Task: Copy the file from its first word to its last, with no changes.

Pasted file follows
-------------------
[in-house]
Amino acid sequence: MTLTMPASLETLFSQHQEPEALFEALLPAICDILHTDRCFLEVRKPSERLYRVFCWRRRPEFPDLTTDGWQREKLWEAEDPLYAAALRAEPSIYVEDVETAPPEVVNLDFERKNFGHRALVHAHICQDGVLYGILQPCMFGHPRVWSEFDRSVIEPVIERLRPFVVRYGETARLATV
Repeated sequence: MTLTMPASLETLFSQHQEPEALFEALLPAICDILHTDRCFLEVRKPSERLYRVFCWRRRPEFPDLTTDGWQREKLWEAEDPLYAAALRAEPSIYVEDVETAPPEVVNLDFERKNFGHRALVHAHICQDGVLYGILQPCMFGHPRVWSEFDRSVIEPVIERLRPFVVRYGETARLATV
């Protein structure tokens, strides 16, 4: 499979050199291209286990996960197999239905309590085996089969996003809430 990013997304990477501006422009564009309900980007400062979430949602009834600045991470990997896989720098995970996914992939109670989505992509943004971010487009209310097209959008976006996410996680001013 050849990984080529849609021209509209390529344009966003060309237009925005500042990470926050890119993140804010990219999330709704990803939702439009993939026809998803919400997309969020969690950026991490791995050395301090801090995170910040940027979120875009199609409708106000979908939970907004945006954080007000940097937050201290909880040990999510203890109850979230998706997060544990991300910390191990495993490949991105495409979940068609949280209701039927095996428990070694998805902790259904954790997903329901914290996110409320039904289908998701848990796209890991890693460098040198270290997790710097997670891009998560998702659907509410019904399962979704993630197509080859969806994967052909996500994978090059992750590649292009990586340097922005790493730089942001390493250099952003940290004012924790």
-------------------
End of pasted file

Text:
[in-house]
Amino acid sequence: MTLTMPASLETLFSQHQEPEALFEALLPAICDILHTDRCFLEVRKPSERLYRVFCWRRRPEFPDLTTDGWQREKLWEAEDPLYAAALRAEPSIYVEDVETAPPEVVNLDFERKNFGHRALVHAHICQDGVLYGILQPCMFGHPRVWSEFDRSVIEPVIERLRPFVVRYGETARLATV
Repeated sequence: MTLTMPASLETLFSQHQEPEALFEALLPAICDILHTDRCFLEVRKPSERLYRVFCWRRRPEFPDLTTDGWQREKLWEAEDPLYAAALRAEPSIYVEDVETAPPEVVNLDFERKNFGHRALVHAHICQDGVLYGILQPCMFGHPRVWSEFDRSVIEPVIERLRPFVVRYGETARLATV
């Protein structure tokens, strides 16, 4: 499979050199291209286990996960197999239905309590085996089969996003809430 990013997304990477501006422009564009309900980007400062979430949602009834600045991470990997896989720098995970996914992939109670989505992509943004971010487009209310097209959008976006996410996680001013 050849990984080529849609021209509209390529344009966003060309237009925005500042990470926050890119993140804010990219999330709704990803939702439009993939026809998803919400997309969020969690950026991490791995050395301090801090995170910040940027979120875009199609409708106000979908939970907004945006954080007000940097937050201290909880040990999510203890109850979230998706997060544990991300910390191990495993490949991105495409979940068609949280209701039927095996428990070694998805902790259904954790997903329901914290996110409320039904289908998701848990796209890991890693460098040198270290997790710097997670891009998560998702659907509410019904399962979704993630197509080859969806994967052909996500994978090059992750590649292009990586340097922005790493730089942001390493250099952003940290004012924790």